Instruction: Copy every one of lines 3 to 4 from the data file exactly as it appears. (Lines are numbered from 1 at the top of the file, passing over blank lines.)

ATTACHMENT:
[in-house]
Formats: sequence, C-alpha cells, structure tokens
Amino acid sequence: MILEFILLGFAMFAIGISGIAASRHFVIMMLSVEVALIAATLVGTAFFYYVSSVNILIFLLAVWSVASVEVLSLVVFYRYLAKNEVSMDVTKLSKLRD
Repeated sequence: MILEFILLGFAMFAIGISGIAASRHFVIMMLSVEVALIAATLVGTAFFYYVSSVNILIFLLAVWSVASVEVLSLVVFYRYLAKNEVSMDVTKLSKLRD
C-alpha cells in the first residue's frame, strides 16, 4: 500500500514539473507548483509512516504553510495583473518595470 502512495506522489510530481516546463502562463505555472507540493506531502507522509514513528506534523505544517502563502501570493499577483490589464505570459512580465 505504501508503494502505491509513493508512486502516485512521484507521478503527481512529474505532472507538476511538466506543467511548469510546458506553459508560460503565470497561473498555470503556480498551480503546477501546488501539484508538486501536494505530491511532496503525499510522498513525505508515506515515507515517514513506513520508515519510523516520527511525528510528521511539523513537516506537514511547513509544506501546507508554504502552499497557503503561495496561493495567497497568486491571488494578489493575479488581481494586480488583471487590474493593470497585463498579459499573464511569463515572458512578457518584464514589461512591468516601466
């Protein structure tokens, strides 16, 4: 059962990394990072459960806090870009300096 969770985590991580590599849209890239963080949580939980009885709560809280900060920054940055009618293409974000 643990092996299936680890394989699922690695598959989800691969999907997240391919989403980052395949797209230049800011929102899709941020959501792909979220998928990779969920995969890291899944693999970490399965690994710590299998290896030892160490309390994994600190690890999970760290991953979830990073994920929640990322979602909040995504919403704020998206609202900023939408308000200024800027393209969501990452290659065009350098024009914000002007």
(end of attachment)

Amino acid sequence: MILEFILLGFAMFAIGISGIAASRHFVIMMLSVEVALIAATLVGTAFFYYVSSVNILIFLLAVWSVASVEVLSLVVFYRYLAKNEVSMDVTKLSKLRD
Repeated sequence: MILEFILLGFAMFAIGISGIAASRHFVIMMLSVEVALIAATLVGTAFFYYVSSVNILIFLLAVWSVASVEVLSLVVFYRYLAKNEVSMDVTKLSKLRD